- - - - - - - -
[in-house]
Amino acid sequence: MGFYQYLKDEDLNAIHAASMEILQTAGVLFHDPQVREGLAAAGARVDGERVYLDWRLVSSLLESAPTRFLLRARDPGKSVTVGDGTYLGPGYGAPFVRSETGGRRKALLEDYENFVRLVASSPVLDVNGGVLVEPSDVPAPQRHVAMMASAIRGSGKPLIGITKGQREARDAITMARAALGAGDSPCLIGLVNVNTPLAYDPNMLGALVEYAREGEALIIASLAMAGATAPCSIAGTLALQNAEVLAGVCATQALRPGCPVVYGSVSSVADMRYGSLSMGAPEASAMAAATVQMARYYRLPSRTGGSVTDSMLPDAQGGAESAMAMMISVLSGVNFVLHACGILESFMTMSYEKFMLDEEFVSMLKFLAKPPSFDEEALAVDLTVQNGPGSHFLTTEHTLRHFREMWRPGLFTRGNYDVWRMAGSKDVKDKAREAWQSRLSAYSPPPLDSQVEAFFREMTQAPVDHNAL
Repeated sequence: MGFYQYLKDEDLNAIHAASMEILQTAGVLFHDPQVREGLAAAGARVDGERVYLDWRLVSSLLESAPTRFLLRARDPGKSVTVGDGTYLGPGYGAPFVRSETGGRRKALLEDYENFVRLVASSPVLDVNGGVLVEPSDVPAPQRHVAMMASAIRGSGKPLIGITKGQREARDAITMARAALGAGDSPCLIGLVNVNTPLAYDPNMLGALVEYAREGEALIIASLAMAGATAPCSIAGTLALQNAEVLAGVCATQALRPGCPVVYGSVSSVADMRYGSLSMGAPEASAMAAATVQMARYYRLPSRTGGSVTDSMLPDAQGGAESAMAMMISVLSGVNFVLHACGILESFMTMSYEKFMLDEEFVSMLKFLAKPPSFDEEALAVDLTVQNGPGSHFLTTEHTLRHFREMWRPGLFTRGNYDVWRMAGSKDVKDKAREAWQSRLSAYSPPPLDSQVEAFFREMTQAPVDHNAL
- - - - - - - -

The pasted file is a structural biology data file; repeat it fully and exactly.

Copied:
[in-house]
Amino acid sequence: MGFYQYLKDEDLNAIHAASMEILQTAGVLFHDPQVREGLAAAGARVDGERVYLDWRLVSSLLESAPTRFLLRARDPGKSVTVGDGTYLGPGYGAPFVRSETGGRRKALLEDYENFVRLVASSPVLDVNGGVLVEPSDVPAPQRHVAMMASAIRGSGKPLIGITKGQREARDAITMARAALGAGDSPCLIGLVNVNTPLAYDPNMLGALVEYAREGEALIIASLAMAGATAPCSIAGTLALQNAEVLAGVCATQALRPGCPVVYGSVSSVADMRYGSLSMGAPEASAMAAATVQMARYYRLPSRTGGSVTDSMLPDAQGGAESAMAMMISVLSGVNFVLHACGILESFMTMSYEKFMLDEEFVSMLKFLAKPPSFDEEALAVDLTVQNGPGSHFLTTEHTLRHFREMWRPGLFTRGNYDVWRMAGSKDVKDKAREAWQSRLSAYSPPPLDSQVEAFFREMTQAPVDHNAL
Repeated sequence: MGFYQYLKDEDLNAIHAASMEILQTAGVLFHDPQVREGLAAAGARVDGERVYLDWRLVSSLLESAPTRFLLRARDPGKSVTVGDGTYLGPGYGAPFVRSETGGRRKALLEDYENFVRLVASSPVLDVNGGVLVEPSDVPAPQRHVAMMASAIRGSGKPLIGITKGQREARDAITMARAALGAGDSPCLIGLVNVNTPLAYDPNMLGALVEYAREGEALIIASLAMAGATAPCSIAGTLALQNAEVLAGVCATQALRPGCPVVYGSVSSVADMRYGSLSMGAPEASAMAAATVQMARYYRLPSRTGGSVTDSMLPDAQGGAESAMAMMISVLSGVNFVLHACGILESFMTMSYEKFMLDEEFVSMLKFLAKPPSFDEEALAVDLTVQNGPGSHFLTTEHTLRHFREMWRPGLFTRGNYDVWRMAGSKDVKDKAREAWQSRLSAYSPPPLDSQVEAFFREMTQAPVDHNAL